• Feed wet food. Some cats don't drink enough, which can be a problem in hot weather. If you usually feed dry foods, consider switching to wet meals and adding water to them. Many cats love licking gravy, and adding water is a sneaky way of getting more fluid in.
  • Provide shade and airflow. Indoors (and outdoors, if your cat's allowed out) make sure there's a cool, quiet, shady area they can retreat to. Keep curtains closed or shades drawn when the sun's on the windows. Rooms with ceiling fans for airflow are helpful too.
  • Make cool spots. Many cats love lying on cool, tiled kitchen floors when it's hot, others choose to curl up in sinks, showers or baths. Laying wet towels down in these areas can help. It's possible to buy self-cooling mats for pets, but you can create cool spaces yourself by placing ice packs in cotton pillowcases in places where you cat likes to lie, or filling water bottles with ice cold water and placing them in cardboard boxes for your cat to find and use if they need to.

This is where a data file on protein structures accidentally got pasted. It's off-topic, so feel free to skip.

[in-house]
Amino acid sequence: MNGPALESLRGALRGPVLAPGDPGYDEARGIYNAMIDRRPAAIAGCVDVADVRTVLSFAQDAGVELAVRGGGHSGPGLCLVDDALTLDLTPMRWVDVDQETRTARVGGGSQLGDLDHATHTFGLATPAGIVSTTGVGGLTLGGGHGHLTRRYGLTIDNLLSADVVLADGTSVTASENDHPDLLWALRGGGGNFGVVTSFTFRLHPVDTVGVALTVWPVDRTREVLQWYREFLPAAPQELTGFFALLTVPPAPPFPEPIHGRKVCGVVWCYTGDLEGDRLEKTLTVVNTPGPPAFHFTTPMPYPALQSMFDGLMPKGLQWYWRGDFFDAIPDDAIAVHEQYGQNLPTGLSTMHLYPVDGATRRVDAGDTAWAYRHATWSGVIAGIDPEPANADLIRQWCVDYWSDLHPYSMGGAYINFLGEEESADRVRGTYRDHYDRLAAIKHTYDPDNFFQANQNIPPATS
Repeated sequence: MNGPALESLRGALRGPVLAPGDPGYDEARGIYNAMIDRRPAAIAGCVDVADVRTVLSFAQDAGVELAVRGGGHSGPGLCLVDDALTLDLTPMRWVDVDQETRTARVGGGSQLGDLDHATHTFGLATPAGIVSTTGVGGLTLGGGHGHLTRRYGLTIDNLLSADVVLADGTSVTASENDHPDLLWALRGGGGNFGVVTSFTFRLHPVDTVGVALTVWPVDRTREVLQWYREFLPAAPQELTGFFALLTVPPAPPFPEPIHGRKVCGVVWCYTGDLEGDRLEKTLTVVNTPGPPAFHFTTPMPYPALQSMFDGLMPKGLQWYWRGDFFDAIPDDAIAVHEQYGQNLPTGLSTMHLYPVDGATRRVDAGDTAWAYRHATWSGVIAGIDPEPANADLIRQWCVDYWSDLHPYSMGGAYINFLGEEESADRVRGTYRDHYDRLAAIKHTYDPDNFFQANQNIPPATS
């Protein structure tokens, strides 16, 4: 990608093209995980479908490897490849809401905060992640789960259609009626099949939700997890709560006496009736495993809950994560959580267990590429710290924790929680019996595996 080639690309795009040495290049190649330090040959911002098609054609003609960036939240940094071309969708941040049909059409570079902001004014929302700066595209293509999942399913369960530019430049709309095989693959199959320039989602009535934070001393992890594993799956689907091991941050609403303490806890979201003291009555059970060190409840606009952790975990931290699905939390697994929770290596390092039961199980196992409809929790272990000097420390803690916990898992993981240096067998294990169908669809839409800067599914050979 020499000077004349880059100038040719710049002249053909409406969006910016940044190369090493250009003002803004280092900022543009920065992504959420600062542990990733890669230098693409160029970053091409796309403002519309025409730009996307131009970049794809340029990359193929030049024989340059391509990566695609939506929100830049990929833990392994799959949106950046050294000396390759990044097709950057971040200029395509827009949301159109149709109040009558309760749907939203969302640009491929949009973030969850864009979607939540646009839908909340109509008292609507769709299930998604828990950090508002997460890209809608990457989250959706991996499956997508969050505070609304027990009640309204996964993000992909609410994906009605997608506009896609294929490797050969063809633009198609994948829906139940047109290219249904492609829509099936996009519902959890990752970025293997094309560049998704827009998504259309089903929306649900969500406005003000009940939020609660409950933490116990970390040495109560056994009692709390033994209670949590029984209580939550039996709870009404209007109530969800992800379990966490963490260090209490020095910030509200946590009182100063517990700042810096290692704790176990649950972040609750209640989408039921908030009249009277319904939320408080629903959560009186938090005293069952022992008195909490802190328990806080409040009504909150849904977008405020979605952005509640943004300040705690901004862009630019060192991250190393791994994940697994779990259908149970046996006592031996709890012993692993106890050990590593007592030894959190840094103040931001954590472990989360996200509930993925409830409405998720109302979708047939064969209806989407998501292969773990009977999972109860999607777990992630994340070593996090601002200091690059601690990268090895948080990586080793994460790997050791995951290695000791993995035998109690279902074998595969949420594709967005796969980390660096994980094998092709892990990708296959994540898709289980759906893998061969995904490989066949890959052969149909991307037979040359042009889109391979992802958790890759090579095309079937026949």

• Avoid too much play. Exercise generates heat, so keep play to a minimum in hot weather.
  • Groom cats daily. In long-haired cats, matted fur can trap heat. Fur with no tangles allows air to flow freely through the coat. Daily brushing (for all cats) removes excess fur and helps to keep them cool.
  • Check your outside buildings. Inspect sheds, greenhouses, and summerhouses before closing them up. Cats often creep inside for shade, but will dehydrate and die very quickly in hot enclosed spaces without water.